So Gil and Jason went without food and water for four days.

Oh, there was water in the toilets if they were smart enough to find it, and there was water in their dishes (and probably some food to start out), but by the time we returned, the cupboard, as they say, was bare.  Gil was frantic when I came through the door.  She flung herself at me, meowing like mad, and it only took a few moments to understand the dry dishes and overflowing litter boxes.

I was furious with Charlene and angry with myself.  Never, ever, ever would I have wanted to treat those cats that way, least of all my perfect Gil.

Months passed.  In June, the kids and Jason returned to Washington State.  Hubby, Gil and I moved into a smaller apartment.  For a few weeks, all seemed well.  Then I noticed Gil distancing herself from me.  And she was losing weight.  I took her to one vet, who did some tests and pronounced her fine.  My gut said “No,” so I took her to another vet so said she could stand to lose a few pounds (she was not a big cat).  Convinced he was an idiot, I found a third vet who kept Gil overnight for testing because (as she told me later), she thought I was starving Gil to death.

Turns out, my darling had renal failure.  She was gone in two weeks.

Much later, I read somewhere that if a cat does not eat or drink several times a day, that their kidneys begin to shut down.  I haven’t confirmed this with my present vet, but I probably should.  That way, I’d know for certain whether or not I contributed (however innocently) to Gil’s death.  It won’t make any difference in the level of responsibility I feel.  I’ve already beaten myself up quite adequately.

If anyone had asked, I’d have said I long-ago came to terms with all of this.  I don’t berate myself.  I learned from the past and have moved into the future with a (slightly) more intelligent view.  It’s been eighteen years, after all.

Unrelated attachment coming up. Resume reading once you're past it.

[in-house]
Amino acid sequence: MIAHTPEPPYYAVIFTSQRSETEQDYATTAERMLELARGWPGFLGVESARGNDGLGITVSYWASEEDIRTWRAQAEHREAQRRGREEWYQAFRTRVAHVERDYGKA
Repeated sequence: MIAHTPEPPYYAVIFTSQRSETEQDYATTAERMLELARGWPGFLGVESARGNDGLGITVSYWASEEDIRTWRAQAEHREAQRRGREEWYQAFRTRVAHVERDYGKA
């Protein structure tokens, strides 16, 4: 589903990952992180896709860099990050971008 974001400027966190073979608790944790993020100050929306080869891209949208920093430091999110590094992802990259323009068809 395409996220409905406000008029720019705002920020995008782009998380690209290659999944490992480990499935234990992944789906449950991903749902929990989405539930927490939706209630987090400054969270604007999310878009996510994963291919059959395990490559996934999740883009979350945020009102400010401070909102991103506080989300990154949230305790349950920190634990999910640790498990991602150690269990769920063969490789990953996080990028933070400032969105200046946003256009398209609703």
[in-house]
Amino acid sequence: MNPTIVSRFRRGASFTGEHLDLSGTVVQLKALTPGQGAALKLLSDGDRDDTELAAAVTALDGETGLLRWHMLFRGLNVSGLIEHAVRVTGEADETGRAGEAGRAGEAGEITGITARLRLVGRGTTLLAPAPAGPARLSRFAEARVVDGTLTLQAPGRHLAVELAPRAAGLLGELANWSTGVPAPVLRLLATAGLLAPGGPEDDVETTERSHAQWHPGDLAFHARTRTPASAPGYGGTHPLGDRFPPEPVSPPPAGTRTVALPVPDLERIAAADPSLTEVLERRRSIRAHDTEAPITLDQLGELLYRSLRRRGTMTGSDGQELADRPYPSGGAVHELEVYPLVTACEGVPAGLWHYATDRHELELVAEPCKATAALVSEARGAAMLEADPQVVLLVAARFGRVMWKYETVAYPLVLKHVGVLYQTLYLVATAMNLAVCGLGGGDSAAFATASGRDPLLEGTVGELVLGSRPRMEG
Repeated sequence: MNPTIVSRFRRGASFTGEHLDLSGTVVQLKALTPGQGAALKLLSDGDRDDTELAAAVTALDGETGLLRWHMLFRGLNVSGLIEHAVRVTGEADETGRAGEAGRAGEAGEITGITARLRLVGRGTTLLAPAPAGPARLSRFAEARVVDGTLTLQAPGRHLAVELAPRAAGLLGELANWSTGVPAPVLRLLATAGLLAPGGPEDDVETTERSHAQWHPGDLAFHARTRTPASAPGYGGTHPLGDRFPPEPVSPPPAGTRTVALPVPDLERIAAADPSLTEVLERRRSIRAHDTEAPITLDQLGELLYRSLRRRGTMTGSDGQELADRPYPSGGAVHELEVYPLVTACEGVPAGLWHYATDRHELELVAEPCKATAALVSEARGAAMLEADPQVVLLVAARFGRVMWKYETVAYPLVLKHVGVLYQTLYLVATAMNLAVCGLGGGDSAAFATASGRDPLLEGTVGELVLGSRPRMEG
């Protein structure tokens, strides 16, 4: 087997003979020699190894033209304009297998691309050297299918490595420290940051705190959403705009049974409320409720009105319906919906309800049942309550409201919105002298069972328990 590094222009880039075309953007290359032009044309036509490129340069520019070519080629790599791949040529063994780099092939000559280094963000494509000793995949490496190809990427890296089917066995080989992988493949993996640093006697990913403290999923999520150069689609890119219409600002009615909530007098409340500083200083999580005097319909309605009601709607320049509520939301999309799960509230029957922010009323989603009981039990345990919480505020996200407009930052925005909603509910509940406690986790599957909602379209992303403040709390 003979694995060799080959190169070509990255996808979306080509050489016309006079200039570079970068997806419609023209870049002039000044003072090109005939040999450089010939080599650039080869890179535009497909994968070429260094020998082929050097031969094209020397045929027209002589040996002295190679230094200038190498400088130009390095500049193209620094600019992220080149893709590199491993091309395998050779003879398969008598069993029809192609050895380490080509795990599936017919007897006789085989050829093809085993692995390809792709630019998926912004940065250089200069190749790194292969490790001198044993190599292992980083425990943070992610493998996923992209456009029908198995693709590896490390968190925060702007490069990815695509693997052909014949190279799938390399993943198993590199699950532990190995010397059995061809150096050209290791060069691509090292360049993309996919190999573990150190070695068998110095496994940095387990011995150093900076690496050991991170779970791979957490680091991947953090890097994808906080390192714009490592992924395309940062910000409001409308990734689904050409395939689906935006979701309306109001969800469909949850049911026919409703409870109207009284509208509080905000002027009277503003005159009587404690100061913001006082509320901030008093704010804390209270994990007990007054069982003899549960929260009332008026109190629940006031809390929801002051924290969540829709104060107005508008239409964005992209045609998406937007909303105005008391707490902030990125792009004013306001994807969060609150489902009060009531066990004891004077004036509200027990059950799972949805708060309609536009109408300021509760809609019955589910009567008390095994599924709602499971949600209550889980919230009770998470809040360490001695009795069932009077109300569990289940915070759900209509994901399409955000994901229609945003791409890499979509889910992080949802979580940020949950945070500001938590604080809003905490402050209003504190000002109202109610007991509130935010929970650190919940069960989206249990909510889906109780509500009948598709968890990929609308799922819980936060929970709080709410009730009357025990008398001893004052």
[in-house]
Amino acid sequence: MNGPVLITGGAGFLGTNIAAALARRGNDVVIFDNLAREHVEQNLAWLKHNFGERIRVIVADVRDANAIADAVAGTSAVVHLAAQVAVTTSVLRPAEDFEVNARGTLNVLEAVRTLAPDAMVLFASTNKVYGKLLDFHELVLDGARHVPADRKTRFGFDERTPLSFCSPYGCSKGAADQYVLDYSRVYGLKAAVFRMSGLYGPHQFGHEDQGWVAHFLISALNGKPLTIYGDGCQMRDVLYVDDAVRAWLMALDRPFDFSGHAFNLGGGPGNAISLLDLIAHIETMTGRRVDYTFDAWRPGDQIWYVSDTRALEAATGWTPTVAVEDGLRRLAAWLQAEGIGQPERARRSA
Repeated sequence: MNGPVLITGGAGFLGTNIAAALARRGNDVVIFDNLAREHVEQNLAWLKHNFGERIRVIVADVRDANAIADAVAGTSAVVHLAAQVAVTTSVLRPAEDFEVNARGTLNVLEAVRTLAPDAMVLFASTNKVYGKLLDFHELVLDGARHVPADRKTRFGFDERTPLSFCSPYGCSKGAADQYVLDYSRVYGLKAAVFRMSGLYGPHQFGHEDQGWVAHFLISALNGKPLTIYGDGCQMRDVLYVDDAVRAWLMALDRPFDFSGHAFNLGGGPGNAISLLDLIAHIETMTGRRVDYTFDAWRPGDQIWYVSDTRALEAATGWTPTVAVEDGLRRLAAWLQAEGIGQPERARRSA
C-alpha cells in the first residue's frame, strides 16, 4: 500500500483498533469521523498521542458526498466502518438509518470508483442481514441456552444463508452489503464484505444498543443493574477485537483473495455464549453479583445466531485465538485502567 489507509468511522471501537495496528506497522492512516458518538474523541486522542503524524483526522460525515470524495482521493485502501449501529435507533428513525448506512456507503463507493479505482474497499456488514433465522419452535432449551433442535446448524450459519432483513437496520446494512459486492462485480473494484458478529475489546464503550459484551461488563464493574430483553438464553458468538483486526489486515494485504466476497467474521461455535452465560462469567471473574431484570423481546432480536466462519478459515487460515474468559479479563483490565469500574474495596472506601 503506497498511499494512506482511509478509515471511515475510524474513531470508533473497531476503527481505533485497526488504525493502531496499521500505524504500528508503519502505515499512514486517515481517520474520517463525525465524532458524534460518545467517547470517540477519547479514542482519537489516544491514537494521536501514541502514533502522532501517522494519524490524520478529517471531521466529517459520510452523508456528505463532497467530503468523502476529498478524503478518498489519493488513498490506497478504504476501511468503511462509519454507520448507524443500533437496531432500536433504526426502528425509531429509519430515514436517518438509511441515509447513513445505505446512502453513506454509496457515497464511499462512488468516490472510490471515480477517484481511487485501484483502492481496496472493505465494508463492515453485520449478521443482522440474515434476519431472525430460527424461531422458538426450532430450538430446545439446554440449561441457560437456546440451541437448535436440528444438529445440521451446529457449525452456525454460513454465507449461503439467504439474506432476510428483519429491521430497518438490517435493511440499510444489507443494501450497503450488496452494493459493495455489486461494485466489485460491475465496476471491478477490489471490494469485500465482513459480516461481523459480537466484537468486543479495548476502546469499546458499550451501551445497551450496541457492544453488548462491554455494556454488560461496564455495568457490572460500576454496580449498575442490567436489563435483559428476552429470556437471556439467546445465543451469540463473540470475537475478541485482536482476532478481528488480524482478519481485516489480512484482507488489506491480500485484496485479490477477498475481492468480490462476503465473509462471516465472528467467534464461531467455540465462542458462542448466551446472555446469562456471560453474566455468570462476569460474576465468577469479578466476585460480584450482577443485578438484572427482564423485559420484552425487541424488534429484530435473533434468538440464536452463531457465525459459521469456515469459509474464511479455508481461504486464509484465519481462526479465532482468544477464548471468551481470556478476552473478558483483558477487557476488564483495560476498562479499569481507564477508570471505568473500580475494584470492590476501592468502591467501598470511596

And now this.

Guess I’m not as guilt-free as I thought.


About Melissa Crandall

Longer ago than I care to admit--although I will--I cut my writing teeth on fanzines and media tie-in novels. Since then, I've moved on to narrative nonfiction, speculative fiction, and essays. I write to explore and understand the world around me, the things I see and experience nearby or from a distance. If I shake myself up, cool. If I shake you up, even better. Not gratuitously--what's the point in that?--but to set what I know, or think I know, on end and realize, "Well, doesn't it look different from this side!" My work is neither sexually explicit nor graphically violent. Let's face it - your imaginations will come up with things far worse than anything I could write, no matter how descriptive. Besides, it's just not my thing. I live in Connecticut with my supportive husband Ed, a cat named Ruby who might just think she's a dog, and an epileptic Australian shepherd named Holly who isn't quite certain anymore who she is, except she knows she loves her mommy.
This entry was posted in Animals, cats, Essays, Guilt, Pets and tagged , , , . Bookmark the permalink.